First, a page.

“More important than Burr’s encounters with the Saints in Utah was the concurrent reappearance of the quarrel over the Church’s policy toward the Indians. Previous agents, especially Jacob Holeman, had collided with Young on this matter and had helped broadcast the conviction that the people of Utah were seeking to subvert the Indians. Garland Hurt, the new agent, brought this situation to a head. . . .His opposition to their Indian policy was more determined than that of any other man in this period, and he further antagonized the Church by winning a wide influence among the tribes under his jurisdiction. In addition, unlike many federal officers, he did not react in panic to the anathemas of the Saints’ leaders; instead he continued his work after his Gentile colleagues had fled the Territory in 1857 and left only when the emotions of the excited populace seemed to threatend his life. . . .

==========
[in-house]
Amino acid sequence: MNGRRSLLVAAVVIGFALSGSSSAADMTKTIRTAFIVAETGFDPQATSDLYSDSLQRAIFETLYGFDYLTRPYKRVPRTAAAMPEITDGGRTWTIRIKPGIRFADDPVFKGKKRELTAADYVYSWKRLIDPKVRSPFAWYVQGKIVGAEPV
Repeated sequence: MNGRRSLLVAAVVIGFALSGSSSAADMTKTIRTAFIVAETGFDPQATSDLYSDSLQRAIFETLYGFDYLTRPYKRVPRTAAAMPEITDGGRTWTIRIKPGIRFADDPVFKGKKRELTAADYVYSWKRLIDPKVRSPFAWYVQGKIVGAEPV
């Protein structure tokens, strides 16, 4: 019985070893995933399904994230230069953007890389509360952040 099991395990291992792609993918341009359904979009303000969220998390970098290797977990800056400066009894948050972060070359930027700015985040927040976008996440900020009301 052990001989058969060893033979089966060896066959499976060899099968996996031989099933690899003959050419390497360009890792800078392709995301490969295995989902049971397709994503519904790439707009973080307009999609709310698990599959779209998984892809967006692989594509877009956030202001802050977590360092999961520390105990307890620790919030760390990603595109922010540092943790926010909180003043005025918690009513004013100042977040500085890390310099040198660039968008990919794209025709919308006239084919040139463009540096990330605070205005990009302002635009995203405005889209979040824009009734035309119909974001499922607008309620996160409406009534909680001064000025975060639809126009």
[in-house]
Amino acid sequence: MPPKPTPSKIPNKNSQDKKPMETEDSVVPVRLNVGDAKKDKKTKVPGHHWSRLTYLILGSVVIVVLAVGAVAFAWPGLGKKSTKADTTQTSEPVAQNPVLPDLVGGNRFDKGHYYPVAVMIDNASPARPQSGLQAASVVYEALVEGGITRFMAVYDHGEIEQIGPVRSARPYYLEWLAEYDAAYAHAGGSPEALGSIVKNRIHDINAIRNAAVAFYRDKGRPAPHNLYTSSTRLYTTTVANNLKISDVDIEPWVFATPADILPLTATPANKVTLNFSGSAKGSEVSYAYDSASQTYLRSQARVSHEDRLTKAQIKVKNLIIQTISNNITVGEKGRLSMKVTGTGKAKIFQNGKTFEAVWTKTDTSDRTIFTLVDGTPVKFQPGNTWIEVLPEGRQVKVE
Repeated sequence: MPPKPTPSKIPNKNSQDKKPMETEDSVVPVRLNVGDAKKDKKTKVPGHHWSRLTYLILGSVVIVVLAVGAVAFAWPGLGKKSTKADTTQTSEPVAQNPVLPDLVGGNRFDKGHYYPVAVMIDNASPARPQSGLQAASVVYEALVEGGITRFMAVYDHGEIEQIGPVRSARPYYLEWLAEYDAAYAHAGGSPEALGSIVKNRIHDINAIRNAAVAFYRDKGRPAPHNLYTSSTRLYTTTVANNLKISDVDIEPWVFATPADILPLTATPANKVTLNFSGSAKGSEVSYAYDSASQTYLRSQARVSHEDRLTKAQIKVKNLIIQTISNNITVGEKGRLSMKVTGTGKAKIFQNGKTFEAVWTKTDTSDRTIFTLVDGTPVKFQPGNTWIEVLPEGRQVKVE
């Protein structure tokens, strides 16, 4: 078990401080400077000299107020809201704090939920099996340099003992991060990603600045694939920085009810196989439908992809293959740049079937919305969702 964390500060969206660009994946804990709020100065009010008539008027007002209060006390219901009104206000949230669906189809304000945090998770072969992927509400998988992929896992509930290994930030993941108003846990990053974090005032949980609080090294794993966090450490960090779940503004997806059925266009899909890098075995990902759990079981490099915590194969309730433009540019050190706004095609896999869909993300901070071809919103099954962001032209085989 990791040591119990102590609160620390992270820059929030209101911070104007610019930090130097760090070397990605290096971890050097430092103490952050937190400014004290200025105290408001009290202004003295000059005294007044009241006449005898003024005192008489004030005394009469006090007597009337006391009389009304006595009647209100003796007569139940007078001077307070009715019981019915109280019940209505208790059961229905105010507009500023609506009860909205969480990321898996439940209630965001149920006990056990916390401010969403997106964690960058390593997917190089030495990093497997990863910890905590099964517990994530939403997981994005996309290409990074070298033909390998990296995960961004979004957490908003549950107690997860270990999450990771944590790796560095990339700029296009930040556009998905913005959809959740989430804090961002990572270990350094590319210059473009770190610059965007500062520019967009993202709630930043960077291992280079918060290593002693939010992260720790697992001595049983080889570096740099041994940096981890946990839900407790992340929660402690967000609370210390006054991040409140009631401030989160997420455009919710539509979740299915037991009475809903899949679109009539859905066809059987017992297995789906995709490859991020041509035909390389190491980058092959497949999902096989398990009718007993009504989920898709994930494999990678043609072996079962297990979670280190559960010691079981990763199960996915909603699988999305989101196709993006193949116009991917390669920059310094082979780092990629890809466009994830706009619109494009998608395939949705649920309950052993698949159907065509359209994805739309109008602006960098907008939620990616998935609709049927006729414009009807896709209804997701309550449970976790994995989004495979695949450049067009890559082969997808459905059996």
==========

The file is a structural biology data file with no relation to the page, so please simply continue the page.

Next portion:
Until June 1857 Hurt experienced no great difficulty in the territory and remained after the departure of Drummond, Burr, and the other officials . . . But when [the Mormons] learned that President Buchanan had ordered an expedition to Utah, the Mormons resolved that Gentiles in their settlements should not be allowed to remain in a position to weaken them at a time when they faced invasion.”